I’m not much of a message board guy, more of an occasional lurker than an active participant. I came across the question “Who’s the most important Oriole?” earlier this week on a popular Baltimore sports site. Jason Hammel may front the rotation, Adam Jones is the face of the team, and Dylan Bundy craps rainbows, but Matt Wieters has emerged as the most important Oriole.
It wasn’t so long ago that some national pundits were claiming that Wieters, the fifth overall selection in the 2007 draft, was one of the biggest draft busts in baseball history. The argument was flimsy and reactionary at the time, and looks downright silly in retrospect. Wieters hasn’t made anyone forget Johnny Bench at the plate but the 26-year-old has been named to the All-Star team and won a Gold Glove in each of the past two seasons. If Gold Gloves are a little too old school for you, note that Wieters was voted baseball’s best defensive catcher by The Fielding Bible in 2011 and runner-up in 2012.
Wieters’ arrival in Baltimore was much anticipated. The young catcher was viewed as a franchise savior and his debut was a marketing boon to the team. Wieters even inspired fan websites before he registered an official at bat in Baltimore. The hype surrounding Wieters’ ascension to the big leagues dissipated when he posted a .695 OPS in 2010, his first full season. The long downtrodden fan base of the Orioles was quick to throw Wieters on the pile with a cavalcade of other once promising prospects who were overhyped and underperformed. Once dubbed “The Switch-Hitting Jesus,” the early returns on Wieters made him look more like Jeffrey Hammonds with a chest protector.
As Wieters enters his fourth full season with the Orioles in 2013 he’s emerged as the backbone of the team’s defense, a steadying force for the young pitching staff, and a valuable middle of the order bat. The projections of Wieters’ offensive ceiling may have been exaggerated but his impact in the field and at the plate cannot be denied. Wieters may be more Jason Varitek than Mike Piazza, but that’s just fine by me.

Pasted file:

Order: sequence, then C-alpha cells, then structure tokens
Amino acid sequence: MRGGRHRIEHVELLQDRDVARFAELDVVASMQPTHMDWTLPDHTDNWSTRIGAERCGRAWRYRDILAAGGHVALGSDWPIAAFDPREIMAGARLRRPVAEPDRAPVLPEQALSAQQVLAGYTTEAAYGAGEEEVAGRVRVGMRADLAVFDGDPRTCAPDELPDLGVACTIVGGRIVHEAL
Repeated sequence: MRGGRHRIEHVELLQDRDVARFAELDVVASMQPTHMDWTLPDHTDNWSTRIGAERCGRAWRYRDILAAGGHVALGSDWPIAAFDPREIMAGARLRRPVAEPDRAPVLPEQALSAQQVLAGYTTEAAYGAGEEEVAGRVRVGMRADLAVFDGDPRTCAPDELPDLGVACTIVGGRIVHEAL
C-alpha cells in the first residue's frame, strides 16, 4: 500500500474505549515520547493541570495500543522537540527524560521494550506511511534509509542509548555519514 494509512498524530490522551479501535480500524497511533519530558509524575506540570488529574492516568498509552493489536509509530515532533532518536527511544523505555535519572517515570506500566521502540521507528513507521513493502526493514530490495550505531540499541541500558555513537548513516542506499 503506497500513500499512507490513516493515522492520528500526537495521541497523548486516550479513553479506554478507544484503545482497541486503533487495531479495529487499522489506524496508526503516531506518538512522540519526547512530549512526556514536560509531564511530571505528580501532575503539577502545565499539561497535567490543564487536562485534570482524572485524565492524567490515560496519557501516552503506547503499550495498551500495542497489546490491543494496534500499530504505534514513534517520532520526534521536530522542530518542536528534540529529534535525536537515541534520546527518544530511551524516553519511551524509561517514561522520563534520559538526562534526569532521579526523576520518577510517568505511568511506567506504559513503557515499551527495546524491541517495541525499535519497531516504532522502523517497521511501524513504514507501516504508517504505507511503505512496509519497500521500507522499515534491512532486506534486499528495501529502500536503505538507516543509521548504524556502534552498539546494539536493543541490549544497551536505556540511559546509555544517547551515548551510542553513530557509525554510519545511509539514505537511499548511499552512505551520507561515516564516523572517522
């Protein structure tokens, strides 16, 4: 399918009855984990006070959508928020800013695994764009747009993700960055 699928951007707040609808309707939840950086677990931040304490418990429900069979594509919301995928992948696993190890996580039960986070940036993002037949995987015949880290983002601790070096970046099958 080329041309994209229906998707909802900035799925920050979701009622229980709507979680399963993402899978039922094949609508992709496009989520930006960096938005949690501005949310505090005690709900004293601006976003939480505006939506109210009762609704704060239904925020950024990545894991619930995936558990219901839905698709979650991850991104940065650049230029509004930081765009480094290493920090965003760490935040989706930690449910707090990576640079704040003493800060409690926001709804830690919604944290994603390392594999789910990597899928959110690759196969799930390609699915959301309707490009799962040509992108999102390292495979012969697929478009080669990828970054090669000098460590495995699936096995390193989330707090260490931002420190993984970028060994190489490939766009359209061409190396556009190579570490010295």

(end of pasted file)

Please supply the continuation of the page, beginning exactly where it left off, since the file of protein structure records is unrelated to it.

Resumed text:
The Orioles and their fans were hoping for a savior when Wieters was drafted in 2007. The catcher’s struggles in 2010 seem relatively minor with the benefit of hindsight. Wieters will turn 27 in May, just entering the prime of his career, and helped deliver the Orioles to the postseason for the first time in 15 years. The Orioles made their playoff push without Nick Markakis, Jason Hammel and Brian Roberts for a large portion of the season, but they would not have been a playoff team without Matt Wieters. He may not be Bench but he’s irreplaceable and he’s ours.
Wieters is definitely the keystone of the Orioles. And I think you're selling him short: Jason Varitek was a good catcher, but Wieters is superior. No, not Johnny Bench, but top-notch.
No one was ever calling Wieters "one of the biggest draft busts in baseball history." Even if he hadn't panned out, and hadn't even touched the bigs, he wouldn't ever come close to being one of the biggest draft busts. Just in the last ten years, Matt Bush and Tim Beckham are bigger busts. No one would ever have called Wieters a draft bust because he performed so well in the minors. Wieters is great, though, an essential O.
Thank you for proving my point. The article is titled "The Most Disappointing Prospects of All Time" and is prefaced with this sentence: "Once again, the goal is not to chronicle the failings of over-drafted players, but to list those players who had established themselves as real prospects, only to fail for one reason or another." The article isn't about draft busts, who are highly hyped going into the draft and don't make it at all, a la Matt Bush or Tim Bekcham. It's about failed prospects, who crush it in the minors but can't make it work in the majors. Huge difference.